|On 30/05/2013 radson wrote:
>Yeah often up and down ladders on Everest.
Bloody good (and bloody obvious) point there, Radson and Technog... ; ) After following the interwebz-hype on this proposition, I've been wondering what makes the ethical difference between a bunch of ladders down in the Khumbu Icefall, and one higher up?? Tons of pre-fixed ropes, being dragged on with jumars; people being short-roped year after year; rubbish and corpses galore; Sherpa's babysitting eminently unqualified 'clients', cooking their food, and setting up their tents; supplementary oxygen; altitude prophylactics... Some adventure...!
Not to mention the long-standing ladder on the most "difficult" technical section on the North side, yet that didn't stop House and Houlding exploring the hypothesis that it was climbable. If Hilary had used a ladder on the step, like the Chinese did on the first ascent of the North side, then nobody at all would be questioning it. What a ridunculous amount of hype and rhetoric this mountain creates. Enough B.S. to get rid of Ueli for good, who I for one was far more interested in seeing his style and result - than the latest wheezing Japanese pensioner, or pimply teenager achieving another notch in the books.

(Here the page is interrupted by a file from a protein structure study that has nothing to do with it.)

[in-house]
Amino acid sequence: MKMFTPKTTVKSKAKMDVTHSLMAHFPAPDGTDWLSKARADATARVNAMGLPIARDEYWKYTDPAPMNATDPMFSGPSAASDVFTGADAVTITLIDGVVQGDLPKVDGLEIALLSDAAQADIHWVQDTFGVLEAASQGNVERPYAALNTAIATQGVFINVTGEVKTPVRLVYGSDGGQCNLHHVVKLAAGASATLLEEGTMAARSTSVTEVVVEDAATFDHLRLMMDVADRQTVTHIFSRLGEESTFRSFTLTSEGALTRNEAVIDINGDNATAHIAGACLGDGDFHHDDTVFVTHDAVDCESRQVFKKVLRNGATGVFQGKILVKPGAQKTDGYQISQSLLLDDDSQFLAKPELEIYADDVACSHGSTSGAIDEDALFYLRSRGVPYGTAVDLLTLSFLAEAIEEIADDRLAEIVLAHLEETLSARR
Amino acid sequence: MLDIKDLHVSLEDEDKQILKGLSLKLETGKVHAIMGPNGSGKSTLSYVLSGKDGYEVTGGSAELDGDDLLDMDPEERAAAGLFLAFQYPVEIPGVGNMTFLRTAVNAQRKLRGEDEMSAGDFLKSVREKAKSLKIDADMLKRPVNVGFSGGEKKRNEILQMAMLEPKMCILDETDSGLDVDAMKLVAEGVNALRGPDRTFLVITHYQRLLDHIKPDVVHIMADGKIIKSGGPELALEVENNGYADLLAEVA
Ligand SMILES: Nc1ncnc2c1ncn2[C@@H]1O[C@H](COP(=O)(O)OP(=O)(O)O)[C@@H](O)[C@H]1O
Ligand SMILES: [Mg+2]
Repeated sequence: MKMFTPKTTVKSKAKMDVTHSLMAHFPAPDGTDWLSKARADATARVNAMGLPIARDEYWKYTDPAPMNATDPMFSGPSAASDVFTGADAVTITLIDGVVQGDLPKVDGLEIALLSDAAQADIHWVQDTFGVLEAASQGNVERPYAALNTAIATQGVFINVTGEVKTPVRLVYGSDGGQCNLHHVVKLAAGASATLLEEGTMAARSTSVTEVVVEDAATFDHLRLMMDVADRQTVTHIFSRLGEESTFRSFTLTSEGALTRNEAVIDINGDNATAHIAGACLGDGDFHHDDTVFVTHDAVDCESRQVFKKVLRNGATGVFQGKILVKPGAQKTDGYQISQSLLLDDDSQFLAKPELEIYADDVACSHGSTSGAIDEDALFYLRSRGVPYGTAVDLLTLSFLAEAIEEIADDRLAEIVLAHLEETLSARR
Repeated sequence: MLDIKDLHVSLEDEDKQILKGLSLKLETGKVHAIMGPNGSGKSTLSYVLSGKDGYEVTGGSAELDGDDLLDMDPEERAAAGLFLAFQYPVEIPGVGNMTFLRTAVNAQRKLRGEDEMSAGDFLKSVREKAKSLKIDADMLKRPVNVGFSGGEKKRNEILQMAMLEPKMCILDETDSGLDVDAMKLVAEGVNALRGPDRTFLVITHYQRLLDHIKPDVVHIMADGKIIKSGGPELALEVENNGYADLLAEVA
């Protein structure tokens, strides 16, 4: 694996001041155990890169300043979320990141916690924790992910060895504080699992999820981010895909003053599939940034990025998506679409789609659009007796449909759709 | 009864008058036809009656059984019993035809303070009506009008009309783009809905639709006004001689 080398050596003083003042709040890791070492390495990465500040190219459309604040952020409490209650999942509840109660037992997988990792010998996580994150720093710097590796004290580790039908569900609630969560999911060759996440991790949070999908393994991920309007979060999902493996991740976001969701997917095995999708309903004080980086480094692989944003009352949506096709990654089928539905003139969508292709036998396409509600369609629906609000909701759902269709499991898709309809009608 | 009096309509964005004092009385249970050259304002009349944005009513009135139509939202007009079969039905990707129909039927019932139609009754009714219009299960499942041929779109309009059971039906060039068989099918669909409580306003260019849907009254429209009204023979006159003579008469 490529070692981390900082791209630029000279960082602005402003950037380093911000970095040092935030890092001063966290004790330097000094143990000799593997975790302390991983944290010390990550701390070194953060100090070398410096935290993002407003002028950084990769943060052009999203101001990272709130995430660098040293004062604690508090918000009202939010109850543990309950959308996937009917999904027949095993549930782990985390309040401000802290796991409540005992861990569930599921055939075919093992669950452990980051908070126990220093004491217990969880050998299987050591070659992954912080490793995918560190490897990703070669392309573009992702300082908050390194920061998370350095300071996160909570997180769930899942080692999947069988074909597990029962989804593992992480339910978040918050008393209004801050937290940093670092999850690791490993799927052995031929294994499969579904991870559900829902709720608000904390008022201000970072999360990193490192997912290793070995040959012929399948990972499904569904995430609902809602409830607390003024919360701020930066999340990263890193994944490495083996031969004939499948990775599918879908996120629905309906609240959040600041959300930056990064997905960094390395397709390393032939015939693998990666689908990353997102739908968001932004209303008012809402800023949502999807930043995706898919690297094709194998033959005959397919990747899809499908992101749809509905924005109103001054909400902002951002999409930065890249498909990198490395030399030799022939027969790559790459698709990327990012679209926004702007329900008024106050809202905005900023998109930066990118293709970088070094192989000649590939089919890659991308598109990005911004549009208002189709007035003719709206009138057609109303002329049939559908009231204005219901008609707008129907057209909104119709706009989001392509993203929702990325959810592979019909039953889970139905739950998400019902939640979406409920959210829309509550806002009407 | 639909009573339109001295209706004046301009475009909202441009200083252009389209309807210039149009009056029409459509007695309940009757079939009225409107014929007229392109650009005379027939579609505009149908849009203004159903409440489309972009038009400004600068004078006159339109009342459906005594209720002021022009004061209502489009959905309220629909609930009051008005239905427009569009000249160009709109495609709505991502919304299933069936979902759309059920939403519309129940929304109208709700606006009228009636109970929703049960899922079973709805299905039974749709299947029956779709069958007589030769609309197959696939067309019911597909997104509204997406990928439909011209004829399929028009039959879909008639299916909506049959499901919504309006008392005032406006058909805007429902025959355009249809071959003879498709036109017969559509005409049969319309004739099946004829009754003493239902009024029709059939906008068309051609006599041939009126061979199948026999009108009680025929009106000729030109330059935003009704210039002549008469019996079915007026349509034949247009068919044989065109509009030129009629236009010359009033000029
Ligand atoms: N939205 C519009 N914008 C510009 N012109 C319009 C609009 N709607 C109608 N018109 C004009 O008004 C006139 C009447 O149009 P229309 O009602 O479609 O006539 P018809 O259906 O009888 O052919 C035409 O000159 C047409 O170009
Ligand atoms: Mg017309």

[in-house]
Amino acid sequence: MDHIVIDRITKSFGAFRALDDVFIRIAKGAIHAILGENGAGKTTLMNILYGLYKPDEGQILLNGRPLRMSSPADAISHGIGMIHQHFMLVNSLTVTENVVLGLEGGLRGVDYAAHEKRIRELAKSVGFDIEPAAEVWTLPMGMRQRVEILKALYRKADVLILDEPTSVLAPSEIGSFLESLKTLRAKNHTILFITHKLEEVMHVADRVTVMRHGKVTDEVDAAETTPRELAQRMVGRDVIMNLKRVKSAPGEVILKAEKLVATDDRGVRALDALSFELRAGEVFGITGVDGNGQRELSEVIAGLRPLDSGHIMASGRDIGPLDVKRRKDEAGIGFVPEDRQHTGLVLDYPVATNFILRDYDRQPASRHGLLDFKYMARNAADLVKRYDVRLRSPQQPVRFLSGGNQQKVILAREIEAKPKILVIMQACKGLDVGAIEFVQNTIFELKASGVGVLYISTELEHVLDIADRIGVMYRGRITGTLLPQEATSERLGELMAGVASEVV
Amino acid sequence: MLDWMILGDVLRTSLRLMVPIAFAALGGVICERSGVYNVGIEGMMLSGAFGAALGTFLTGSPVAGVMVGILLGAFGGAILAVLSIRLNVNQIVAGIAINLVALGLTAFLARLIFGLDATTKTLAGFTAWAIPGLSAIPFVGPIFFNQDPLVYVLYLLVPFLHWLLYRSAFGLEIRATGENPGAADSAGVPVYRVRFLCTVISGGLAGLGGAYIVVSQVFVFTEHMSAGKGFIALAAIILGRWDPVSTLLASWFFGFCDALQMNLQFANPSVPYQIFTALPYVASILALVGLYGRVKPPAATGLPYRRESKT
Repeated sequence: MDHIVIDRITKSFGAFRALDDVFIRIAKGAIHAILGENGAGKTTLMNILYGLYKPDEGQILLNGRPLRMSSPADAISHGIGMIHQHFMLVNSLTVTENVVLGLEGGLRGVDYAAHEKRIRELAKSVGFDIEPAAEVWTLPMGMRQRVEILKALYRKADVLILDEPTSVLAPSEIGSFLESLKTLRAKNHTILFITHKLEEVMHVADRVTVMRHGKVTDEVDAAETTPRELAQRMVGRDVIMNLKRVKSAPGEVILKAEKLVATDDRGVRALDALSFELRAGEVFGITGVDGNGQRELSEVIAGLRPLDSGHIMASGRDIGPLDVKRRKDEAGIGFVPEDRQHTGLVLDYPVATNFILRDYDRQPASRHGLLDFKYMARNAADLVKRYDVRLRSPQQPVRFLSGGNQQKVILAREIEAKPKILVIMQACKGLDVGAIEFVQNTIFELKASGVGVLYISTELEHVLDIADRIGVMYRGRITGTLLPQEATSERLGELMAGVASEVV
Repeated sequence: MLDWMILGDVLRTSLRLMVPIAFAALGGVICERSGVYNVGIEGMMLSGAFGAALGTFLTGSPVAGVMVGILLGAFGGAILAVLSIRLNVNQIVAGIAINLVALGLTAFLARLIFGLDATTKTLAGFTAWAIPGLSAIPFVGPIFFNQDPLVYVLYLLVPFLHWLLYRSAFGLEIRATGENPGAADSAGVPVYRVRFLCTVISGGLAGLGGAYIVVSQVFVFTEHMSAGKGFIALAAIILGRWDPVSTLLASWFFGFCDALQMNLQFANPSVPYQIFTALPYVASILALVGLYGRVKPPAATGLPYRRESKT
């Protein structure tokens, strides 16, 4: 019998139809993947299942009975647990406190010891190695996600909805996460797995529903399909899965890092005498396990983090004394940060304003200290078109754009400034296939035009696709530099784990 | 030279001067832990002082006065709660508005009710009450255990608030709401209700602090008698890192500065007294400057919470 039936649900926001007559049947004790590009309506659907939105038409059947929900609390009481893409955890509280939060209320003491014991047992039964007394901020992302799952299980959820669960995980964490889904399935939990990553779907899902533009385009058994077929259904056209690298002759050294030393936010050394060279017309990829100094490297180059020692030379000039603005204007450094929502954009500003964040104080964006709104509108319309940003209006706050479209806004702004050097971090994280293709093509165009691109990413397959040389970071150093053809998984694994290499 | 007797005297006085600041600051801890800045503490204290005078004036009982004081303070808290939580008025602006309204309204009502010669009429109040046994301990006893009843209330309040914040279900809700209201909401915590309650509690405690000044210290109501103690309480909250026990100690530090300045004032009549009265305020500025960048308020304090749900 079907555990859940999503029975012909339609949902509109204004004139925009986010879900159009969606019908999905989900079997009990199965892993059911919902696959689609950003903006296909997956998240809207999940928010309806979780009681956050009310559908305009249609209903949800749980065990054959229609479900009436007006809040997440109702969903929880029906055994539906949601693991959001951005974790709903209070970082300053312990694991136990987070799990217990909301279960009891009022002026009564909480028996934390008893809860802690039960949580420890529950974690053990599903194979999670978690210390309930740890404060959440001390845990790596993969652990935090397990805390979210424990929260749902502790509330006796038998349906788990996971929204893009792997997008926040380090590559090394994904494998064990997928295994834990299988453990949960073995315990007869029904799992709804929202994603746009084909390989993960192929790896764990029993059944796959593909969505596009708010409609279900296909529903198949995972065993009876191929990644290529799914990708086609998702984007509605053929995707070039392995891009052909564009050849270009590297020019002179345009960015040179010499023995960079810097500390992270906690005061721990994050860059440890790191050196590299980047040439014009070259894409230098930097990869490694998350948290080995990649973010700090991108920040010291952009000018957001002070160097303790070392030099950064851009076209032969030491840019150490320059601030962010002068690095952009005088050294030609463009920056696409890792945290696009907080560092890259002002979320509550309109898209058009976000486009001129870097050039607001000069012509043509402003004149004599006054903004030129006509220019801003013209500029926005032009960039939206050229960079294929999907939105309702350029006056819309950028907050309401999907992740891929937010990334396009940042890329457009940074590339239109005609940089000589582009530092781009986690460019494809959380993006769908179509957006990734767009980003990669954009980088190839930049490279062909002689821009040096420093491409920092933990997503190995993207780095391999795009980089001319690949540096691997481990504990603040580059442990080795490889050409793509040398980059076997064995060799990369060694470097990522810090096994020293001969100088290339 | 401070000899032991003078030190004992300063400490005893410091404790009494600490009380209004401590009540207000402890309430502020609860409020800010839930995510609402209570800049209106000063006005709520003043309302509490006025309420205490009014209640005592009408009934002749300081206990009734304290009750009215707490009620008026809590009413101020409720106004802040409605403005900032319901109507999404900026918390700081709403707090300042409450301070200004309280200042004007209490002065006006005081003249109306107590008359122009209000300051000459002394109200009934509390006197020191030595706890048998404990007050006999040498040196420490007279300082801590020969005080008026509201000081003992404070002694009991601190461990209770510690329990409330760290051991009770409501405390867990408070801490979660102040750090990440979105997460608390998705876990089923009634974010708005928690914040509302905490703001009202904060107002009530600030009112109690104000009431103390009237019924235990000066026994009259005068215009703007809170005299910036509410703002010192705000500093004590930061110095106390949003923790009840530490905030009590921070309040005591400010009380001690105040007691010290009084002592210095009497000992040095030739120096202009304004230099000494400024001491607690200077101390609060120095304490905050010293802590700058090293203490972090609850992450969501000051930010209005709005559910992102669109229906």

I reckon there's a funny double standard going on, by looking it as *removing the adventure* etc etc... It's a natural progression, the slow and methodical conquering of the unknown, and it started with the first ascent, and every other bit of refining and removing of adventure that technical equipment evolution, and familiarity of a previously unknown environment brings. Nobody bitches about flying to the South Pole, because you've removed the adventure of walking there with a compass. Did shoes remove the adventure of climbing barefoot? Did the first roped climber lose the thrill of free-solo? etc etc...
The genuinely qualified will always seek out true adventure, pioneer previously unknown risks, and discover new frontiers, and thus unwittingly begin the process of dilution again for everyone else who follows in their path. At the end of the day, it's all subjective, adventure is in the eye of the beholder. Or something like that... : ]